This mentor-mentee relationship is pivotal, offering insights from seasoned academics who’ve navigated similar paths and can share the nuances of academic and professional development.

Academic Writing

Crafting a dissertation is a monumental task that hones a student’s writing prowess. This extensive document encapsulates their research findings and contributions to the field, requiring clear, concise, and compelling communication.

PhD students spend hours learning how to write good academic writing. This is usually achieved by:

  • Attending workshops
  • Fixing drafts reviewed by more experienced academic
  • Reading many research papers.

Presenting at Conferences and Seminars

Sharing research with the academic community is a key aspect of a PhD project. In fact, most PhD programs require their students to present papers.

Students present at conferences, engage in scholarly debates, and receive feedback, enhancing their research and building their reputation.


Many PhD students also take on teaching roles, leading undergraduate or graduate courses. This experience is not just about imparting knowledge but also about inspiring and guiding future generations, honing their own skills in communication and leadership in the process.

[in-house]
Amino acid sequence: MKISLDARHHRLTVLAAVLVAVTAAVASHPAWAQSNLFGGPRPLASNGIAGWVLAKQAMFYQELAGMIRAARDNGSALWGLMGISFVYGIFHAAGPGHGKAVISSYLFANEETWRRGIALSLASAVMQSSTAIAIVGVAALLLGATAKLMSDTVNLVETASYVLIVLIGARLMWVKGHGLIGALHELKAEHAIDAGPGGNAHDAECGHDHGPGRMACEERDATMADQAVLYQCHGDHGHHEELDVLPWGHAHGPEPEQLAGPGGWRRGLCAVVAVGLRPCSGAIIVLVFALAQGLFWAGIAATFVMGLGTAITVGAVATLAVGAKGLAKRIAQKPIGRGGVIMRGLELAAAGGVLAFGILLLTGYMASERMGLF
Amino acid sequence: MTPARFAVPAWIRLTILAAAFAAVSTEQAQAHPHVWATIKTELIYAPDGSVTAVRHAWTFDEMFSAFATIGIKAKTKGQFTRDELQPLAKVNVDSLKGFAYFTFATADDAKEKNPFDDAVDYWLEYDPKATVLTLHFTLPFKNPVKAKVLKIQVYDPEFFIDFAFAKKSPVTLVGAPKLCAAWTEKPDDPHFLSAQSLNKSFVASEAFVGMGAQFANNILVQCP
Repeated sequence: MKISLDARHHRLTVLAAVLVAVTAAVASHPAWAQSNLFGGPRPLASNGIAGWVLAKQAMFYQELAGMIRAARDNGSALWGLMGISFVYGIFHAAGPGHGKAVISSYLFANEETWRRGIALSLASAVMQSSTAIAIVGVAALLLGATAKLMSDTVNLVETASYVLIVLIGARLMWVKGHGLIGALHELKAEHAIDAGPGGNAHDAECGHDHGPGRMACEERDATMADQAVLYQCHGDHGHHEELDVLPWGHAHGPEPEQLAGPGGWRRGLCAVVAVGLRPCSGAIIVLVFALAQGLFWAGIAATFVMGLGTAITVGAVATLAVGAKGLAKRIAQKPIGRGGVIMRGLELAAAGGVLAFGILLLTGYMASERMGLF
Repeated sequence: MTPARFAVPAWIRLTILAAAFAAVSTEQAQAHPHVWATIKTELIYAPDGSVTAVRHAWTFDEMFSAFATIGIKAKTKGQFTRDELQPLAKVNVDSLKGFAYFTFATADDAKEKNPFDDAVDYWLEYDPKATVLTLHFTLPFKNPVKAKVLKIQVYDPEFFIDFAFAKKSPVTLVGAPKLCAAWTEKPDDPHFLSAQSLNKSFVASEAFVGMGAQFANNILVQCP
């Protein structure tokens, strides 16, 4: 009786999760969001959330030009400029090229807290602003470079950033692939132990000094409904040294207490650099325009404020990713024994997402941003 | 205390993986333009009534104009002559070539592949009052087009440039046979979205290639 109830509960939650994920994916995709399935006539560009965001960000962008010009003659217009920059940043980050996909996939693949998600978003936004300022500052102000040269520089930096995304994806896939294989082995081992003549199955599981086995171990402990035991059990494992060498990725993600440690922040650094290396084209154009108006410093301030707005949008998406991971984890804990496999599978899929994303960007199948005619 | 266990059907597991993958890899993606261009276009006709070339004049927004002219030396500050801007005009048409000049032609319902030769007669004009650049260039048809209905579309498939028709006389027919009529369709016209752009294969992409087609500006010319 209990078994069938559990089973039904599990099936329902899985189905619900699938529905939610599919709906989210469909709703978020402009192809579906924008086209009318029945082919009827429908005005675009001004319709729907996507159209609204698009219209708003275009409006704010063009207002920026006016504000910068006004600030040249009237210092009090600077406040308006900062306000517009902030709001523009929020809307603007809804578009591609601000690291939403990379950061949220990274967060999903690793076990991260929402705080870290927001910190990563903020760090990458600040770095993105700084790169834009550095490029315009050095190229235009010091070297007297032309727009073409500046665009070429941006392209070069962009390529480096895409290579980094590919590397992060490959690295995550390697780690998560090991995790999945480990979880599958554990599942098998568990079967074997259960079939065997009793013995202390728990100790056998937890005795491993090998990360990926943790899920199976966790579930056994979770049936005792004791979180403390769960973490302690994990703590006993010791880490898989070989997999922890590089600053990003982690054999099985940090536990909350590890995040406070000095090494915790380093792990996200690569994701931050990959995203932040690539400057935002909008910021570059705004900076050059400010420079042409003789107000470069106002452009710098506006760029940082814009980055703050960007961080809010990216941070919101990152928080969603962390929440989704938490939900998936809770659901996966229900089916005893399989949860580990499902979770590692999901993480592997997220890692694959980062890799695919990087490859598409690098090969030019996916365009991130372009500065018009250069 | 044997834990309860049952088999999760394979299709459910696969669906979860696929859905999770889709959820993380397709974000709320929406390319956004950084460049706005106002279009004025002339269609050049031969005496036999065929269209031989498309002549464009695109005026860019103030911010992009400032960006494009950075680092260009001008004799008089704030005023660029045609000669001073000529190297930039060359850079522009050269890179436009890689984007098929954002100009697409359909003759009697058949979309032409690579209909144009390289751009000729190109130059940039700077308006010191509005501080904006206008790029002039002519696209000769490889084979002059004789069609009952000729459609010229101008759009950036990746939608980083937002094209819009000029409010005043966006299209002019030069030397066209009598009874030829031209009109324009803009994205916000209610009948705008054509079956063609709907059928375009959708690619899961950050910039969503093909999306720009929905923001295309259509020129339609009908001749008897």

PhD Project vs PhD Dissertation

A PhD dissertation is the essence of your doctoral journey, distilled into a single, substantial document. It’s the narrative of your PhD project, a tale of discovery, challenge, and innovation.

In the world of academia, this dissertation is your passport to the realm of scholars. It’s where you present your research findings, meticulously compiled and critically analyzed, to your university and the wider scholarly community.

A PhD project as a voyage across the vast ocean of your field, where you chart unexplored territories and navigate through the complexities of your research question.

The dissertation, in contrast, is the logbook of this journey, capturing every eureka moment and every storm weathered. Faculty mentors, often guide you in weaving this narrative, ensuring your story not only contributes to academia but also enriches the diversity of thought within it.

This is where the potential to inspire the next generation of researchers lies, especially those from historically underrepresented backgrounds, fostering a more inclusive and dynamic academic workforce.

PhD Projects Explained

A PhD project is a comprehensive research endeavour undertaken by doctoral students to contribute new knowledge to their field. Its aim is to develop critical thinking, research skills, and subject-matter expertise, culminating in a dissertation that showcases the student’s findings.

Through this rigorous process, PhD candidates are prepared to become the next generation of scholars, educators, and leaders, capable of addressing complex challenges and advancing their disciplines.

The Author

Dr Andrew Stapleton has a Masters and PhD in Chemistry from the UK and Australia. He has many years of research experience and has worked as a Postdoctoral Fellow and Associate at a number of Universities. Although having secured funding for his own research, he left academia to help others with his YouTube channel all about the inner workings of academia and how to make it work for you.